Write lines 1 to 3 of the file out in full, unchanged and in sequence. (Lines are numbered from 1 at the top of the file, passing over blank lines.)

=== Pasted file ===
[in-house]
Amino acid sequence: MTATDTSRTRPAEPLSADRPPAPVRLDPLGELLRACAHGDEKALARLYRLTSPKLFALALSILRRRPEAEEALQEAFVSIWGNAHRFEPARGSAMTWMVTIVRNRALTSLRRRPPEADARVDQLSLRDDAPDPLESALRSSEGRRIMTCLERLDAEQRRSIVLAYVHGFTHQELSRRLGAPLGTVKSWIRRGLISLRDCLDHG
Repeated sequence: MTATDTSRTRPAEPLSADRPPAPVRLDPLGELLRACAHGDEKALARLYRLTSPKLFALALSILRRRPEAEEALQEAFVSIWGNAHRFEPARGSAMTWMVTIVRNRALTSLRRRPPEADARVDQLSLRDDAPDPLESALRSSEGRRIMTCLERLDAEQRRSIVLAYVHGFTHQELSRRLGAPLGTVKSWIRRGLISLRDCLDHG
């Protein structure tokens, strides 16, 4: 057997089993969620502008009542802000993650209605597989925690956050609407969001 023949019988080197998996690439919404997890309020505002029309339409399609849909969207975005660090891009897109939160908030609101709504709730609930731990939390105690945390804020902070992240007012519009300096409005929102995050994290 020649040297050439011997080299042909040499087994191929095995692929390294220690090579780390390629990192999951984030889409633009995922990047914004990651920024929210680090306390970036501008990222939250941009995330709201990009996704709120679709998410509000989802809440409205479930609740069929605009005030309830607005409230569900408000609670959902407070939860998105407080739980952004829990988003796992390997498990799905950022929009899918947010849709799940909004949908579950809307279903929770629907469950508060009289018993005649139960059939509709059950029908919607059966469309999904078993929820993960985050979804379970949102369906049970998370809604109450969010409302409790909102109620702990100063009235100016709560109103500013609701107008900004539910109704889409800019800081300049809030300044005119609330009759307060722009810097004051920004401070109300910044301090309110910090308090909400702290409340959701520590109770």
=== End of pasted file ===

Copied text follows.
[in-house]
Amino acid sequence: MTATDTSRTRPAEPLSADRPPAPVRLDPLGELLRACAHGDEKALARLYRLTSPKLFALALSILRRRPEAEEALQEAFVSIWGNAHRFEPARGSAMTWMVTIVRNRALTSLRRRPPEADARVDQLSLRDDAPDPLESALRSSEGRRIMTCLERLDAEQRRSIVLAYVHGFTHQELSRRLGAPLGTVKSWIRRGLISLRDCLDHG
Repeated sequence: MTATDTSRTRPAEPLSADRPPAPVRLDPLGELLRACAHGDEKALARLYRLTSPKLFALALSILRRRPEAEEALQEAFVSIWGNAHRFEPARGSAMTWMVTIVRNRALTSLRRRPPEADARVDQLSLRDDAPDPLESALRSSEGRRIMTCLERLDAEQRRSIVLAYVHGFTHQELSRRLGAPLGTVKSWIRRGLISLRDCLDHG